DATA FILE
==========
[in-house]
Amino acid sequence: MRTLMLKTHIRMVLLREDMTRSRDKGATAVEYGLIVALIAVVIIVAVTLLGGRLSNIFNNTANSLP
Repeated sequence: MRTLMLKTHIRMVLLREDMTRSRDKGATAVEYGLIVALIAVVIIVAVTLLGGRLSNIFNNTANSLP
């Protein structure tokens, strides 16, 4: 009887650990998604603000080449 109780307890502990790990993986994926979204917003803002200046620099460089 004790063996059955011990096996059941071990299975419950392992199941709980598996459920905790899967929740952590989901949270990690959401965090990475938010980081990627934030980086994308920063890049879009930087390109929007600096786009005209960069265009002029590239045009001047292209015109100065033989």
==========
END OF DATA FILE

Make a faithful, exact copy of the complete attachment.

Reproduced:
[in-house]
Amino acid sequence: MRTLMLKTHIRMVLLREDMTRSRDKGATAVEYGLIVALIAVVIIVAVTLLGGRLSNIFNNTANSLP
Repeated sequence: MRTLMLKTHIRMVLLREDMTRSRDKGATAVEYGLIVALIAVVIIVAVTLLGGRLSNIFNNTANSLP
């Protein structure tokens, strides 16, 4: 009887650990998604603000080449 109780307890502990790990993986994926979204917003803002200046620099460089 004790063996059955011990096996059941071990299975419950392992199941709980598996459920905790899967929740952590989901949270990690959401965090990475938010980081990627934030980086994308920063890049879009930087390109929007600096786009005209960069265009002029590239045009001047292209015109100065033989």